And the scientific literature has repeatedly explained that the aerosol-cooling strategy — or indeed any large-scale effort to manipulate sunlight — is very dangerous. Just last month, the UK Guardian reported that the aerosol strategy “risks ‘terrifying’ consequences including droughts and conflicts,” according to recent studies.

“Billions of people would suffer worse floods and droughts if technology was used to block warming sunlight, the research found.”

And remember, this dystopic world where billions suffer is the best geoengineering strategy out there. And it still does nothing to stop the catastrophic acidification of the ocean.

There simply is no rational or moral substitute for aggressive greenhouse gas cuts. But Newsweek quickly dispenses with that supposedly “seismic shift in what has become a global value system” so it can move on to its absurdist “reimagining of what it means to be human”:

In a paper released in 2012, S. Matthew Liao, a philosopher and ethicist at New York University, and some colleagues proposed a series of human-engineering projects that could make our very existence less damaging to the Earth. Among the proposals were a patch you can put on your skin that would make you averse to the flavor of meat (cattle farms are a notorious producer of the greenhouse gas methane), genetic engineering in utero to make humans grow shorter (smaller people means fewer resources used), technological reengineering of our eyeballs to make us better at seeing at night (better night vision means lower energy consumption)….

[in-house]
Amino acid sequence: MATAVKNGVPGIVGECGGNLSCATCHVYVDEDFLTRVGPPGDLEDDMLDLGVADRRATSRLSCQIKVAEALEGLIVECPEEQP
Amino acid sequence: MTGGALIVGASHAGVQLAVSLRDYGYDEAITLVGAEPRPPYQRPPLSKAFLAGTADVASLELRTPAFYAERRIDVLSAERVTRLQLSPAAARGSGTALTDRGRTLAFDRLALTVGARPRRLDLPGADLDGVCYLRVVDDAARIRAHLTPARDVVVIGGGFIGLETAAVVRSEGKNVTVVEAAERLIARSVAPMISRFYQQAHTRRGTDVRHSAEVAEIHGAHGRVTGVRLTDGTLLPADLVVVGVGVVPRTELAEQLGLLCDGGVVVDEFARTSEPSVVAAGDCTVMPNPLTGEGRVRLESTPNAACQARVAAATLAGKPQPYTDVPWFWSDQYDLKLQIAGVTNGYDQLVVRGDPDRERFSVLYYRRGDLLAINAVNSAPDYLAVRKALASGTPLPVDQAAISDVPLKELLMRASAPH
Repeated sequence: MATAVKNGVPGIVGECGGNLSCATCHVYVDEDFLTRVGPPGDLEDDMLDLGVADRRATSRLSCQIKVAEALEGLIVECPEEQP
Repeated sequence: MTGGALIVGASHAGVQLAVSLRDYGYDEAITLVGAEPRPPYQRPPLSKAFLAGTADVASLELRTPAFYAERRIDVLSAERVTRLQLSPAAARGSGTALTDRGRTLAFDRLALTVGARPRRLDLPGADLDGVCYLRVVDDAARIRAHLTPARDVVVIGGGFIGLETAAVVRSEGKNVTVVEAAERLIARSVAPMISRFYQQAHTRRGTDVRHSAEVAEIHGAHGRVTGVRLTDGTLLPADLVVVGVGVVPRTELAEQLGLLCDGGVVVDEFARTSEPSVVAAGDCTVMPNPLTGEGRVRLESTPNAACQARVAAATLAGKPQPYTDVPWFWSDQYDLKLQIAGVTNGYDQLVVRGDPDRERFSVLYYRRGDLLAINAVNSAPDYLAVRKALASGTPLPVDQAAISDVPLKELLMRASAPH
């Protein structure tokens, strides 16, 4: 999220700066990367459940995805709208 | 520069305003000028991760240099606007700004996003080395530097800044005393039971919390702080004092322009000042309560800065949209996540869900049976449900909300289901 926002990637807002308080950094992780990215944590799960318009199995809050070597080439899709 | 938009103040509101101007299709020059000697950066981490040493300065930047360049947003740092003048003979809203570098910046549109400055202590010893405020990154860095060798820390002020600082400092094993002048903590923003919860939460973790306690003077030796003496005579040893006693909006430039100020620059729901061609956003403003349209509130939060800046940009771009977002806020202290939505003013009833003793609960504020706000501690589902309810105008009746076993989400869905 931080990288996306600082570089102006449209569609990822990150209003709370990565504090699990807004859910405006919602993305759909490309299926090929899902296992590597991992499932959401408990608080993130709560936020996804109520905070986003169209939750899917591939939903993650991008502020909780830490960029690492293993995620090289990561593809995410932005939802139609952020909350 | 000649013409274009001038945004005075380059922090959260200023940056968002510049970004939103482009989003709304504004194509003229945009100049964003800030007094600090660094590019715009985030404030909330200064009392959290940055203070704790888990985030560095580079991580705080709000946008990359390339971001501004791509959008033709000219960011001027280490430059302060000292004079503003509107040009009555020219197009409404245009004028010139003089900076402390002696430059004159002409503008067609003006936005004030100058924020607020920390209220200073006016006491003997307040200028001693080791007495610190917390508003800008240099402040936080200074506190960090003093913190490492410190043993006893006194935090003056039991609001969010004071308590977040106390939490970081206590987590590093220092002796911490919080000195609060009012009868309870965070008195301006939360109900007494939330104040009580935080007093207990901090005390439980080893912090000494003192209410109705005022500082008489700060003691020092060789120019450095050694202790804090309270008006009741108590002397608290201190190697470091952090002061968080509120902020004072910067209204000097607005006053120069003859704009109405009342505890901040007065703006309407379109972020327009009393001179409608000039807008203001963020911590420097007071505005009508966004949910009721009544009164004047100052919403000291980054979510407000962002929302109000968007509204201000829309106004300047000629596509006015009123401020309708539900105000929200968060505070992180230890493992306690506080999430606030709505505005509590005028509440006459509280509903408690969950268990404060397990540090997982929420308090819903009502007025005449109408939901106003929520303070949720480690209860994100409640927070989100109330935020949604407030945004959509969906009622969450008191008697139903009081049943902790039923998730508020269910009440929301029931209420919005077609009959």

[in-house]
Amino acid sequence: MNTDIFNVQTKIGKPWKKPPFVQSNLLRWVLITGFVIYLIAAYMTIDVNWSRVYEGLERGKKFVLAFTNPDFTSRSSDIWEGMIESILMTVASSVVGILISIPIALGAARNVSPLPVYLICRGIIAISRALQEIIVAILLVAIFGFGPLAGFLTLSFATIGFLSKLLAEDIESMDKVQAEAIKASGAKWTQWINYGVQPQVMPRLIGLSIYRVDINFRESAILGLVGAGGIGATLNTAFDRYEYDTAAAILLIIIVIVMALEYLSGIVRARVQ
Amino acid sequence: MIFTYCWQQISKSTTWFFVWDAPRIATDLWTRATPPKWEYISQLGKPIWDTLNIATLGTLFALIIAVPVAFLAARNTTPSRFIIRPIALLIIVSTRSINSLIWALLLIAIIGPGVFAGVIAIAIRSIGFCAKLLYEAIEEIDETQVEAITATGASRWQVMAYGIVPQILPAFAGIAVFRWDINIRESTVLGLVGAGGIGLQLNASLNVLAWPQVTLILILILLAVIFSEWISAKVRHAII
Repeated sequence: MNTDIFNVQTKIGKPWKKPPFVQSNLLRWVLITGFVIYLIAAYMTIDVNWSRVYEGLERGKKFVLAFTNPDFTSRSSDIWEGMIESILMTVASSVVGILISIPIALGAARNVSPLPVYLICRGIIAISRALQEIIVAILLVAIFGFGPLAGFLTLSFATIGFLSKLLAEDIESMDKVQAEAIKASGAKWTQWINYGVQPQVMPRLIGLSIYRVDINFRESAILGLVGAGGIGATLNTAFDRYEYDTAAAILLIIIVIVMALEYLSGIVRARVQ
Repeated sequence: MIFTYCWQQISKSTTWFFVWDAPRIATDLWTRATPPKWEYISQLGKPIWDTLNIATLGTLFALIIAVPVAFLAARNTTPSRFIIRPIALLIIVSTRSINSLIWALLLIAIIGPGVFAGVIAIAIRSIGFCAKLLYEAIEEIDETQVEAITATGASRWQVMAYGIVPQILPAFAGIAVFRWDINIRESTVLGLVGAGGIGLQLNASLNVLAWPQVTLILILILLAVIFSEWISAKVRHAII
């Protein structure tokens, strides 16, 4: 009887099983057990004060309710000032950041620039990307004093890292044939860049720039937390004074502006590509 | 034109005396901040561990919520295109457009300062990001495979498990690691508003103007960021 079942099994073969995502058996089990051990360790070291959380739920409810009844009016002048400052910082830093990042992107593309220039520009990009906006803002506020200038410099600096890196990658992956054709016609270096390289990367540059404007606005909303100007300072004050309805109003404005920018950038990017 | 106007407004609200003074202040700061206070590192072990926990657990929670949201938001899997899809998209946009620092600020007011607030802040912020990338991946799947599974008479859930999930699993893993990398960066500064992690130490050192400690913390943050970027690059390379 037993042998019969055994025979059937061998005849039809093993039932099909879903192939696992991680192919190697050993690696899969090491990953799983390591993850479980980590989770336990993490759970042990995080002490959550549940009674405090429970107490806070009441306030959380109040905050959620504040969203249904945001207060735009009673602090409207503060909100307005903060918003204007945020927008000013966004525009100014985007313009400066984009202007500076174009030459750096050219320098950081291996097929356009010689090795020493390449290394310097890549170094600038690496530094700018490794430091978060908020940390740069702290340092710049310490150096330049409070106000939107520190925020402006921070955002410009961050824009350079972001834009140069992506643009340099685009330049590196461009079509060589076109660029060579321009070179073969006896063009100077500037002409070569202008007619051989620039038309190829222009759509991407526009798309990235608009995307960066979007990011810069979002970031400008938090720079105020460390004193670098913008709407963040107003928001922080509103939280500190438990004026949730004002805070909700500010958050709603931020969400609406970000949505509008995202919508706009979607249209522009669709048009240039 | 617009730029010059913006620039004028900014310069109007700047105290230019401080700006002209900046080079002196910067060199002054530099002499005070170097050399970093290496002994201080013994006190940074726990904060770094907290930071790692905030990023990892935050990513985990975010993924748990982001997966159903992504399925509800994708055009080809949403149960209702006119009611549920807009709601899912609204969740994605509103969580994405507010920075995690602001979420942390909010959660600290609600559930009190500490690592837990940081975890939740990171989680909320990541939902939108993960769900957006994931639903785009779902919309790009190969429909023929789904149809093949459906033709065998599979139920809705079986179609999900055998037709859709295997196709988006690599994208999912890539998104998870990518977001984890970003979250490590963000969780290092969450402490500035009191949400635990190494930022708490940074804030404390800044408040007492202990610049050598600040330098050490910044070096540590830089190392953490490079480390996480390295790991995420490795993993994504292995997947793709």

Yes, let’s turn humans into hobbits (who are “about 3 feet tall” and “their night vision is excellent“). Anyone can see that could easily be done for billions of people in the timeframe needed to matter. Who could imagine any political or practical objection?